For the coinage of Thailand, three different dating systems and calendars are used. This has to do with the historical time periods that the coins were minted under for the use of the chosen system.
For the first machine-struck coinage of Thailand the Chula Sakarat or Chulasakarat system was used. This was a calendar that used both lunar and solar systems to define dating. The Chula Sakarat system was derived from the Burmese calendar, which itself was derived from a Hindu calendar system. The calendar system began in 640 Common Era (CE). Due to the differences in the Common Era and the Chula Sakarat system means to get the Common Era date simply add 638 to the Chula Sakarat (CS) date. This dating system is used on Thailand machine struck coins from under King Rama III with issues being dated CS1197 (1835).
The next dating system of Thailand is the Ratanakosindosk Era dating or RS. This system follows a calendar of the Thailand version of the Gregorian calendar. This system was intended to replace the Thailand lunar calendar. The year began with year 1 the accession date of King Rama I or 1782 Common Era. Under King Rama V, coins started to use the Ratanakosindosk or RS year system. To convert the date simply add 1781 to the RS year and you get the Common Era converted date.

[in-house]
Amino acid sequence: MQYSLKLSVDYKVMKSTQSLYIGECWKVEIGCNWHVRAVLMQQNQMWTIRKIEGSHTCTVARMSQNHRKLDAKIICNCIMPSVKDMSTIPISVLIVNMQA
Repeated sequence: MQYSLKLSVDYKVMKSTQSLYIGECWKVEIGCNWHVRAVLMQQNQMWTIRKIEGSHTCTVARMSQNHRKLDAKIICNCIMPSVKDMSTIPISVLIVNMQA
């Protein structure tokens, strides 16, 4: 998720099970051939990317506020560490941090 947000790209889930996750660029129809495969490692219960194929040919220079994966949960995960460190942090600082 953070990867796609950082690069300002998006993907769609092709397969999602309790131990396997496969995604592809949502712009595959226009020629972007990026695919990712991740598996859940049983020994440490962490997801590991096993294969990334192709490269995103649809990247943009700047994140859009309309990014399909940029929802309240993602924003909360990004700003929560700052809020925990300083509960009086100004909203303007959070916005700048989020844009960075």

The final dating system for coinage in Thailand is the Buddhist Era (BE) system. This lunisolar system is one where months are based on lunar cycles and years on solar years. The objective is to sync the lunar and the solar part of time. The year dating starts with Buddhist Era or BE year zero, which would equate to about 544 before Common Era dating. For the year 2020 Common Era, the BE year would be 2563. To get the Common Era date, simply subtract 543 from the BE year and you will get the conversion. This system started under King Rama VI and is still used today with Maha Vajiralongkorn King Rama X. Several modern coins issued by Thailand will have joint dates with both the BE year and the CE year but the vast majority only use the BE date. There are a few examples of international commemorative issues that will only use the common era date on the coin.
In the last few years, PCGS has worked hard to improve and update the dating on the label. For the coins of Thailand, PCGS will note both years with the Common Era along with the given dating system date featured on the coin.